How to Validate “Silly” Words with No Nonsense
As teachers of young children, we all have encountered learning scenarios in which a child makes up a word. How do we effectively handle these teachable moments? We need to find a way to validate the child’s offering, without muddling the difference between words that are real and words that are not real in their impressionable minds.
We may be doing a phonological awareness activity, for instance, in which we ask the children to generate rhyming words. Imagine a ball toss game, where the teacher says a particular word, and then the children toss the ball to one another until everyone has had a turn to say a rhyming word. The teacher differentiates the instruction by supporting and scaffolding the children to better meet their individual needs. She has picture cards on hand to provide visual images of some common rhyming words in the “-all” family. For some kids, she gives a hint to help them come up with a word.
Even with such supportive teaching moves, children are still bound to come up with nonsense words from time to time. It is important to note a few things when this happens. If the child is meeting the goal, in this case generating a rhyming word, we certainly want to validate the child’s success. For example, in the ball toss game, let’s say the teacher’s initial word is “ball,” and the children begin to identify rhyming words, such as “call” and “tall,” until one child proudly announces, “jall.” The teacher may acknowledge, “Yes, those two words do sound the same at the end, so ‘jall’ does rhyme with ‘ball.’ Bravo!”
However, even though the nonsense word “jall” does in fact rhyme with “ball,” we do want to let children know that it is not actually a real word. Research on teaching English Language Learners (ELLs) indicates that as children are acquiring new vocabulary words and developing new language skills, we need to clarify the difference between real and unreal words. Since all young children are somewhere on the spectrum of learning the English language, we want to make this distinction clear for them. We can note this in a kind and simple way by stating that the made-up word is a “pretend,” “make-believe,” or “silly” word. Calling the word “nonsense” does not tend to hold meaning for young children; plus, it can have less sensitive connotations. On the other hand, a word like “silly” is more kid-friendly and developmentally appropriate.
Let’s consider another situation when a child comes up with a “silly” word in an activity where print is involved. Imagine a lesson where the teacher is helping children learn the letter-sound correspondence for “p” by reading a shared poem together. A selected child finds the word “pig” in the poem. At the teacher’s request, the child correctly identifies the first letter of “pig” as “p” but is only partially secure in making the sound /p/ that “p” makes. In order to help solidify the child’s learning, the teacher models saying the /p/ sound, and suggests “pet” as another word that begins with “p.” The teacher also jots down “pet” under “pig” on chart paper, starting a list of words that begin with the letter “p” and the /p/ sound. She strategically writes down the words because she wants the child (and other children) to connect the letter name, the letter in print, and the letter sound together.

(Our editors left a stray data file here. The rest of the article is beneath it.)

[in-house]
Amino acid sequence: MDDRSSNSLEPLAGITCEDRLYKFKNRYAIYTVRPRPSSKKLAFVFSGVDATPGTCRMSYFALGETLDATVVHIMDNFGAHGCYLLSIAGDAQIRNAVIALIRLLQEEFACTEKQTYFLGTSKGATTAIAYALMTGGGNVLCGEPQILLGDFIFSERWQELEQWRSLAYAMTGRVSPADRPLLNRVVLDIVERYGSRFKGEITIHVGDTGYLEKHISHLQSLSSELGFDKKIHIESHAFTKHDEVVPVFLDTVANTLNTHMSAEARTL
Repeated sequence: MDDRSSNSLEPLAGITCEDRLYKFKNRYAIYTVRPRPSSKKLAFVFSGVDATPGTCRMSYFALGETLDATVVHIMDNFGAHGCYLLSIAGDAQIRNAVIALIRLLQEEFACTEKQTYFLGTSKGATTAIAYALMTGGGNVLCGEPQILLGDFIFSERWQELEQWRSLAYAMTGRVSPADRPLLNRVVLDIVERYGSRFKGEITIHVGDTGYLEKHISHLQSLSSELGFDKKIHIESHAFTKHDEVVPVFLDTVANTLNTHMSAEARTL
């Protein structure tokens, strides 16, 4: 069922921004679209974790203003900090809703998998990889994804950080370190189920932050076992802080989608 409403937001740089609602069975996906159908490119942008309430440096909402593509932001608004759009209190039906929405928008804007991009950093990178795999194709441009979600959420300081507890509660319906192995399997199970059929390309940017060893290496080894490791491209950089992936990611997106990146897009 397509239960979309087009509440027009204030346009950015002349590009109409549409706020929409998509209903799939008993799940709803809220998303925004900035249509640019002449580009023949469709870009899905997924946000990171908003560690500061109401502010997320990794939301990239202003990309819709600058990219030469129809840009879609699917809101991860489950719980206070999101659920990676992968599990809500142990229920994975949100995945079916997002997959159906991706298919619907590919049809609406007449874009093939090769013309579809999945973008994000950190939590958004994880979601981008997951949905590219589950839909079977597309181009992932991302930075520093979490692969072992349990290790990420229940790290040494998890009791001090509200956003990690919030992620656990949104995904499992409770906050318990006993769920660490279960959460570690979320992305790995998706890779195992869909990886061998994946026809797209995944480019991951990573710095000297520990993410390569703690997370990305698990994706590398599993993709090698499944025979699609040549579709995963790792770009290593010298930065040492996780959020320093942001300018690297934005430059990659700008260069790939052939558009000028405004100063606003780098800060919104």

When prompted by the teacher to come up with another word that begins with /p/ like “pig” and “pet,” the child says, “pim,” which is not a real word. As in the previous example, we want to acknowledge that the child has successfully met the objective, while distinguishing the word as made-up, so as to not cause confusion, especially for ELLs. In this case, the teacher might say, “Yes, ‘pim’ does begin with the /p/ sound. It begins with the letter ‘p’ just like ‘pig’ and ‘pet.’ “Pim” is a silly word so I’ll write the first letter ‘p’ to show that you knew the /p/ sound.” In this way, the teacher reinforces the teaching point, validates the student’s thinking, and seamlessly clarifies the difference between a real and an unreal word.
If the lesson were creating an anchor chart to be used as an ongoing resource in the literacy environment, the teacher might choose to visually distinguish between real and silly words, by creating two columns, or having a certain symbol (such as a goofy face) next to the silly words instead of an illustration of their meaning.
Whether the lesson content is presented only orally or also in print, the important thing is that we be clear with children, especially ELLs, as they develop critical language skills and acquire a new vocabulary. Remember that we can be clear about real and unreal words in a kind and simple way, while remaining focused on the children’s learning goals and celebrating their successes.